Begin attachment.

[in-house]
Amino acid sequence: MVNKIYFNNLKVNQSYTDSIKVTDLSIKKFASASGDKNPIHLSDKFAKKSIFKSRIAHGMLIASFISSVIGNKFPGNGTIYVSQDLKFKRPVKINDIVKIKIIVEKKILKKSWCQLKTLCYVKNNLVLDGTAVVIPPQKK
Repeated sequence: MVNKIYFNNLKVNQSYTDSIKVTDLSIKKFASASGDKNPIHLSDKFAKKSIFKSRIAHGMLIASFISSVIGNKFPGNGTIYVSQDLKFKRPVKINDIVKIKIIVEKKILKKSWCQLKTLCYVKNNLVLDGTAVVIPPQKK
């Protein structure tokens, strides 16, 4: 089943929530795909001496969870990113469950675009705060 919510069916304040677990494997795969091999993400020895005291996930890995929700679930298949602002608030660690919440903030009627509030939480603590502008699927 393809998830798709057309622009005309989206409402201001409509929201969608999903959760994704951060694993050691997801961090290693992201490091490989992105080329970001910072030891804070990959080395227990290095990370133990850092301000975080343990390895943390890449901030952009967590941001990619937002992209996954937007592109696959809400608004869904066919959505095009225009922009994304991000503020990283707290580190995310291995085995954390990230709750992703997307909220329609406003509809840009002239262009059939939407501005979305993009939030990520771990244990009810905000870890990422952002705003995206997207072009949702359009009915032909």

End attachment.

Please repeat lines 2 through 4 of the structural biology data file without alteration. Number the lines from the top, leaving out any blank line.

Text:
Amino acid sequence: MVNKIYFNNLKVNQSYTDSIKVTDLSIKKFASASGDKNPIHLSDKFAKKSIFKSRIAHGMLIASFISSVIGNKFPGNGTIYVSQDLKFKRPVKINDIVKIKIIVEKKILKKSWCQLKTLCYVKNNLVLDGTAVVIPPQKK
Repeated sequence: MVNKIYFNNLKVNQSYTDSIKVTDLSIKKFASASGDKNPIHLSDKFAKKSIFKSRIAHGMLIASFISSVIGNKFPGNGTIYVSQDLKFKRPVKINDIVKIKIIVEKKILKKSWCQLKTLCYVKNNLVLDGTAVVIPPQKK
């Protein structure tokens, strides 16, 4: 089943929530795909001496969870990113469950675009705060 919510069916304040677990494997795969091999993400020895005291996930890995929700679930298949602002608030660690919440903030009627509030939480603590502008699927 393809998830798709057309622009005309989206409402201001409509929201969608999903959760994704951060694993050691997801961090290693992201490091490989992105080329970001910072030891804070990959080395227990290095990370133990850092301000975080343990390895943390890449901030952009967590941001990619937002992209996954937007592109696959809400608004869904066919959505095009225009922009994304991000503020990283707290580190995310291995085995954390990230709750992703997307909220329609406003509809840009002239262009059939939407501005979305993009939030990520771990244990009810905000870890990422952002705003995206997207072009949702359009009915032909």